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Buddhadharma : Spring 2006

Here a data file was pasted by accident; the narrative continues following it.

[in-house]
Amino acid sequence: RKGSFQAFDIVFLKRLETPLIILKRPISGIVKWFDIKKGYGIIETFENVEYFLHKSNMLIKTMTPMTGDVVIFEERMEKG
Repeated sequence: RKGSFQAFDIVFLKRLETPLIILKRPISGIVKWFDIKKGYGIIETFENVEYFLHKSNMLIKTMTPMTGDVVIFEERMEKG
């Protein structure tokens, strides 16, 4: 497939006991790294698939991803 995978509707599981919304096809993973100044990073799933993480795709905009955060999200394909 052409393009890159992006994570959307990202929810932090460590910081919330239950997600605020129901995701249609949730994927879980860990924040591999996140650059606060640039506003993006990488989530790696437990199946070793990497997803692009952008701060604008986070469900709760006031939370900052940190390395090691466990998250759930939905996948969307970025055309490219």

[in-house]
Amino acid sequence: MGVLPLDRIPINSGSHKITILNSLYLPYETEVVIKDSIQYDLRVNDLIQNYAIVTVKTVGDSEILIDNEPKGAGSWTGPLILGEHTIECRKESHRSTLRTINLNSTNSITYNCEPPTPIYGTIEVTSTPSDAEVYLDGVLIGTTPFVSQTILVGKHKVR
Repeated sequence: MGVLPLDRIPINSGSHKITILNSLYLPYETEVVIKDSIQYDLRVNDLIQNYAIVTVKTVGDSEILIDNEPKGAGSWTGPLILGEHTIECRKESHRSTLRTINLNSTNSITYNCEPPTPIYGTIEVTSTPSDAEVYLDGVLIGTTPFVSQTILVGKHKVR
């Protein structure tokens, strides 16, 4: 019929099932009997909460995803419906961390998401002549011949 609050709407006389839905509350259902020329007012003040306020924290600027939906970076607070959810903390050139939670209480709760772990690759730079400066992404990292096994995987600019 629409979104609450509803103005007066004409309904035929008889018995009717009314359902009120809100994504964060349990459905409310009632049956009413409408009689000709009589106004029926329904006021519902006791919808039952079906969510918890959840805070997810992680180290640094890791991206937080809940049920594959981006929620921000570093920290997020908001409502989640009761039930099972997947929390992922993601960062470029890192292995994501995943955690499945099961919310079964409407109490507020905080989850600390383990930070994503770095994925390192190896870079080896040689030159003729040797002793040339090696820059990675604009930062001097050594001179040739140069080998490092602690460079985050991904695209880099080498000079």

buddhadharma| 61 |spring 2006 path. He spoke of this as “buddhadharma with- out credentials,” and no teacher before or after him has underscored this point so forcefully. Trungpa brings this issue back to meditation practice, explaining that it is the experience of cool boredom that will assist us in overcoming this hankering after credentials: “Boredom is important because boredom is anti-credential. Credentials are entertaining, always bringing you something new, something lively, something fan- tastic, all kinds of solutions. When you take away the idea of credentials, then there is boredom.” This seems to be an extremely important atti- tude, in light of the fact that most of the world’s great spiritual traditions speak of levels of attain- ment, gradations of consciousness, and so forth. They distinguish between superficiality and depth, ascending or descending, and different paths and stages of development. One could therefore be forgiven for wondering, What stage of develop- ment have I reached? What level of meditative concentration have I developed? How close am I to attaining a particular level of spiritual realiza- tion? This is not to deny the importance or reality of some of these stages of spiritual attainment, but the obsession with credentials is an attitude we must relinquish for our own benefit, because it actually inhibits our spiritual growth. As Trungpa Rinpoche says, the search for credentials is a sick- ness we have to eliminate from our meditation experience, while still fully experiencing our neu- roses. In The Myth of Freedom, he likens this pro- cess to having an operation without an anesthetic: “We begin meditation practice by dealing with thoughts, the fringe of ego. The practice of medi- tation is an undoing process. ... so the practitio- ner who is involved with credentials begins with an operation. Credentials are an illness, and you need an operation to remove them. ... They prove that you are sick so that you can have attention from your friends. We have to operate on this per- son to eliminate the credential sickness. But if we give this person an anesthetic, he will not realize how much he has to give up. so we should not use anesthetics at all.” This idea of no credentials figures significantly in Trungpa Rinpoche’s thinking. He continually points out that we should always remember the importance of engaging in spiritual practice with- out the desire for any form of recognition or acknowledgment, because such desire only rein- forces the deluded tendency to define our territory, solidify our existence, and prove our worth to our- selves and others. It therefore limits and corrupts any spiritual insight we might attain in ego’s claus- trophobic domain. The temptation to pervert our experiences with credentials arises from the fact that ego has no real solidity, as Trungpa Rinpoche emphasizes in the following passage: “In order to cut through the ambition of ego, we must under- stand how we set up me and my territory, how we use our projections as credentials to prove our existence. The source of the effort to confirm our solidity is an uncertainty as to whether or not we exist. Driven by this uncertainty, we seek to prove our own existence by finding a reference point out- side ourselves, something with which to have a relationship, something solid to feel separate from” (from The Myth of Freedom). COnClusIOn Trungpa Rinpoche’s instructions in Buddhist prac- tice are designed to help us realize the reality of our innate capacity for awakening, or sanity, with- out succumbing to any illusions, unrealizable expectations, or bogus spiritual promises. By sim- ply allowing ourselves to feel our pain and con- tinue to work with our discomfort, embarrassment, resentment, emotional conflicts, fear of existence, and so forth, we will assuredly transform ourselves over time. That seems to be Trungpa Rinpoche’s fundamental message of basic sanity. Trungpa called this approach “buddhadharma without credentials” because it enables us to be genuinely ourselves, without needing to fear our own pain or to hope for salvation from outside ourselves. We no longer require patches to conceal our insufficiencies or avoid challenging situations. If we acknowledge everything in our world as it is, without labeling something as good or bad, we can work with our immediate experiences simply and directly. We will have no need to aggrandize ourselves with credentials or bolster our failing spirits with unrealistic expectations. Thus every- thing goes toward enlightenment, according to Trungpa Rinpoche; nothing can obstruct it. Even our own neuroses hasten the dawning of basic san- ity if we know how to regard all psychological and emotional states as workable. It is for this reason that the fearlessness of the lion’s roar can be pro- claimed. adapTed from recalling chögyam Trungpa, compiled and ediTed by fabrice midal; © 2005. published by shambhala publicaTions. The result of genuine hopelessness is the faith that we already possess the innate intelligence and ability to extricate ourselves from our samsaric entanglements. This kind of conviction in oneself represents a tremendous act of courage.